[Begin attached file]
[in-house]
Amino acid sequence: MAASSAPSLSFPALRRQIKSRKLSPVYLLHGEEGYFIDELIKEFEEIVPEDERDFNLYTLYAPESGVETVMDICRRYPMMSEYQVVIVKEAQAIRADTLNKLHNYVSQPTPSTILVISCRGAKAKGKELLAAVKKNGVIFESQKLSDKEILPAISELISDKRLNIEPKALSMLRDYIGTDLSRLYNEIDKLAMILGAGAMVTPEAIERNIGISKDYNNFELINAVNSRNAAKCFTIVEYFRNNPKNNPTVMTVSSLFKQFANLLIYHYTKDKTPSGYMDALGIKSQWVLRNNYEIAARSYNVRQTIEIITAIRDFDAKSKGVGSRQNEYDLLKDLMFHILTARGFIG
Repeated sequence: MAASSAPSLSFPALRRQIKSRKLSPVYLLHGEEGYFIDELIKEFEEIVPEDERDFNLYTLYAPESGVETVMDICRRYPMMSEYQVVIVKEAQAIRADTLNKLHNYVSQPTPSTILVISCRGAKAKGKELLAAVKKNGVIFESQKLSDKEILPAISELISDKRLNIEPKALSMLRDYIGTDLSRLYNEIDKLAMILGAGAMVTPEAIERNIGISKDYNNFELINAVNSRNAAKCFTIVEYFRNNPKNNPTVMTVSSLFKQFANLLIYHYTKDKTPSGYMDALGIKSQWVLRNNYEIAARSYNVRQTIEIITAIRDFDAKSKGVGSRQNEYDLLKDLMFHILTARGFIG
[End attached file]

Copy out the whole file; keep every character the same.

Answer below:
[in-house]
Amino acid sequence: MAASSAPSLSFPALRRQIKSRKLSPVYLLHGEEGYFIDELIKEFEEIVPEDERDFNLYTLYAPESGVETVMDICRRYPMMSEYQVVIVKEAQAIRADTLNKLHNYVSQPTPSTILVISCRGAKAKGKELLAAVKKNGVIFESQKLSDKEILPAISELISDKRLNIEPKALSMLRDYIGTDLSRLYNEIDKLAMILGAGAMVTPEAIERNIGISKDYNNFELINAVNSRNAAKCFTIVEYFRNNPKNNPTVMTVSSLFKQFANLLIYHYTKDKTPSGYMDALGIKSQWVLRNNYEIAARSYNVRQTIEIITAIRDFDAKSKGVGSRQNEYDLLKDLMFHILTARGFIG
Repeated sequence: MAASSAPSLSFPALRRQIKSRKLSPVYLLHGEEGYFIDELIKEFEEIVPEDERDFNLYTLYAPESGVETVMDICRRYPMMSEYQVVIVKEAQAIRADTLNKLHNYVSQPTPSTILVISCRGAKAKGKELLAAVKKNGVIFESQKLSDKEILPAISELISDKRLNIEPKALSMLRDYIGTDLSRLYNEIDKLAMILGAGAMVTPEAIERNIGISKDYNNFELINAVNSRNAAKCFTIVEYFRNNPKNNPTVMTVSSLFKQFANLLIYHYTKDKTPSGYMDALGIKSQWVLRNNYEIAARSYNVRQTIEIITAIRDFDAKSKGVGSRQNEYDLLKDLMFHILTARGFIG